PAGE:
PARIS -- Settling one of the most bitter trade disputes between the United States and Europe, U.S. officials announced a tentative agreement yesterday limiting government support for the commercial aircraft industry.
For several years, Boeing Co. and McDonnell Douglas Corp. have accused Europe's fast-growing Airbus Industrie consortium of stealing business through unfair direct state subsidies.
Airbus has countered that U.S. manufacturers are indirectly subsidized by orders from the Pentagon and the space program and are engaged in a thinly veiled attempt to thwart a European upstart in an industry they have long dominated.
Airbus, owned by British Aerospace, Aerospatiale of France, Deutsche Airbus and CASA of Spain, has grown quickly since it was started two decades ago. It has about 26 percent of the commercial aircraft market -- less than half of Boeing's share but far more than McDonnell Douglas'.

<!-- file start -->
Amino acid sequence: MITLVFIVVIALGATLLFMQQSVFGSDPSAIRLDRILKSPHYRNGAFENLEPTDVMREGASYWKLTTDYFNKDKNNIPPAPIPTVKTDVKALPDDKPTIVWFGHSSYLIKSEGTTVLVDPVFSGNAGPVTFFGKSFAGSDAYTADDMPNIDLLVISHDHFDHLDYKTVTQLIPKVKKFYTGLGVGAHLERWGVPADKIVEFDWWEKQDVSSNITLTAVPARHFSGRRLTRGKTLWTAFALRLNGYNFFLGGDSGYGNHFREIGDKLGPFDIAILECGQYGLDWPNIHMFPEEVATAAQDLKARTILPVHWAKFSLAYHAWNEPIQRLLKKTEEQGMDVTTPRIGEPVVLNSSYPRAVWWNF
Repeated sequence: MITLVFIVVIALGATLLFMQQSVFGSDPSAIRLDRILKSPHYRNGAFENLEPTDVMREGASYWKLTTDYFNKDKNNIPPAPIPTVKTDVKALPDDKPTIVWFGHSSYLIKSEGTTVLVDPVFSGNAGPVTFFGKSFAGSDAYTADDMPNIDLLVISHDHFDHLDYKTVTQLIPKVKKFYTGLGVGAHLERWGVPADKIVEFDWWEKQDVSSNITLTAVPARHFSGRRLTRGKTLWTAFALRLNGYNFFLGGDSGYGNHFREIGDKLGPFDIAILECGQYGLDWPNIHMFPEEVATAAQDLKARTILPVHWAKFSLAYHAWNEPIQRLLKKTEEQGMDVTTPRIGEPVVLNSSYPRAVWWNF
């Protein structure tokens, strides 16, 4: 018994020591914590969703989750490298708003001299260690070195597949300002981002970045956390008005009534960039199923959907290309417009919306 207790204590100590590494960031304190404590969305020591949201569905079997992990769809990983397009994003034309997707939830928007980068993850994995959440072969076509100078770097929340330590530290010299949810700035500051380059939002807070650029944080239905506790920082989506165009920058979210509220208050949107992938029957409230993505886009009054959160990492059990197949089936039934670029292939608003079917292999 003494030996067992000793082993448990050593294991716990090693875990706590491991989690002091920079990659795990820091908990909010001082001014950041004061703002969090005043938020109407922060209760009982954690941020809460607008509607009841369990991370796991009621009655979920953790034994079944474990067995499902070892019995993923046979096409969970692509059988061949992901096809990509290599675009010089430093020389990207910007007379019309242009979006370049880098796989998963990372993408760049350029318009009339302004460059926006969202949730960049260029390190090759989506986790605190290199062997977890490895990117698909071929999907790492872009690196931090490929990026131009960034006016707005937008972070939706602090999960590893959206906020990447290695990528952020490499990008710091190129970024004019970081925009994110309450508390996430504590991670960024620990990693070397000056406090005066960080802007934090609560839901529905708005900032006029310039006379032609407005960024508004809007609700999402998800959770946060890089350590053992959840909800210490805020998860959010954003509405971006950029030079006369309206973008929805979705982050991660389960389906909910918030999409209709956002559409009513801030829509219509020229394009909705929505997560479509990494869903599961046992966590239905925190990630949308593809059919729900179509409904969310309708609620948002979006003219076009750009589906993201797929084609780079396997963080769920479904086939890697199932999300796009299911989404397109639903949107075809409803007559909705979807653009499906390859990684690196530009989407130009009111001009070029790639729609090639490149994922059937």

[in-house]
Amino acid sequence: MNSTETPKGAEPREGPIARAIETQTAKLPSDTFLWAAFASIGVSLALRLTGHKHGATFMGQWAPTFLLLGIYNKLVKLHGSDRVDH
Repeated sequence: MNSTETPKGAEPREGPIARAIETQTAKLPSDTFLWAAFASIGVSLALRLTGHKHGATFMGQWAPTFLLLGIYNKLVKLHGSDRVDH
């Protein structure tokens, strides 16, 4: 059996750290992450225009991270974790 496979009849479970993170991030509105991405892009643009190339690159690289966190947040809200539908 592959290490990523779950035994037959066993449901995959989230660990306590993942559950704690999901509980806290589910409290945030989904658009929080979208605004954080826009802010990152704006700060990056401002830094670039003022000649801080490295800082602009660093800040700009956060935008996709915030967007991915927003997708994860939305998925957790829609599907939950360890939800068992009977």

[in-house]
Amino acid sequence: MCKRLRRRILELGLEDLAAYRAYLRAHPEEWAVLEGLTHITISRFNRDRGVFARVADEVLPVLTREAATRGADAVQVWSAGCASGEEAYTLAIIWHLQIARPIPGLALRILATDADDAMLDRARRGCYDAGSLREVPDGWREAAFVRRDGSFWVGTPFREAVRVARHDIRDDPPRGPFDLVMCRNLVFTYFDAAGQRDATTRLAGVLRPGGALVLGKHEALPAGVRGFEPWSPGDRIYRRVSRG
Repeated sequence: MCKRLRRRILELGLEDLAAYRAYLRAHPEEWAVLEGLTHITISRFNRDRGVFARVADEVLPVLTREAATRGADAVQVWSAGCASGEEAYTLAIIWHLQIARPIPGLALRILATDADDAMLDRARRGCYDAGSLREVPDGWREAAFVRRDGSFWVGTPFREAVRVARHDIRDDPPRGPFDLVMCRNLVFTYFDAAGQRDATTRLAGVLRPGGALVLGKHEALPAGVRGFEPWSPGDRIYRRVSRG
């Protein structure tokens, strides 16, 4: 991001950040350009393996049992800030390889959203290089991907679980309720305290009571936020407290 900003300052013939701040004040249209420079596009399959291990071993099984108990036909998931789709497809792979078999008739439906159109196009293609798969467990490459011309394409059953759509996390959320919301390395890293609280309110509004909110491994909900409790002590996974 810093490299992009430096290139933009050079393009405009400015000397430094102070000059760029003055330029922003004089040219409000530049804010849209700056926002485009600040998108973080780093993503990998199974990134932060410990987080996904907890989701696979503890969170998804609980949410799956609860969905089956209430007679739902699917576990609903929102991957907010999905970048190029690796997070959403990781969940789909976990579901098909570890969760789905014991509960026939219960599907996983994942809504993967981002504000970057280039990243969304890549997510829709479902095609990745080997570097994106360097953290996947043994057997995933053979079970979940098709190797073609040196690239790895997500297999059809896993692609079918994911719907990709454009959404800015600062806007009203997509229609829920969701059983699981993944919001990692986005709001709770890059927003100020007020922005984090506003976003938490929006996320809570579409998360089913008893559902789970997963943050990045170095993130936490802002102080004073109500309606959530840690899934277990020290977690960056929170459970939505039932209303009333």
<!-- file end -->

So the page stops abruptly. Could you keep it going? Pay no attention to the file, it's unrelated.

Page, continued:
Officials close to the negotiations said the deal would cap government support to Airbus for developing new aircraft at 30 percent to 35 percent of production costs.
Between 60 percent and 70 percent of the financing for recent Airbus projects such as the A320 and A340 planes, has come in the form of government loans.
The sort of indirect support that the Europeans have charged U.S. manufacturers with receiving would be limited to 5 percent of a company's sales of civil aircraft.
Since negotiators for both sides have consulted with their governments on the terms, formal approval is expected for the accord, which has been under negotiation for five years.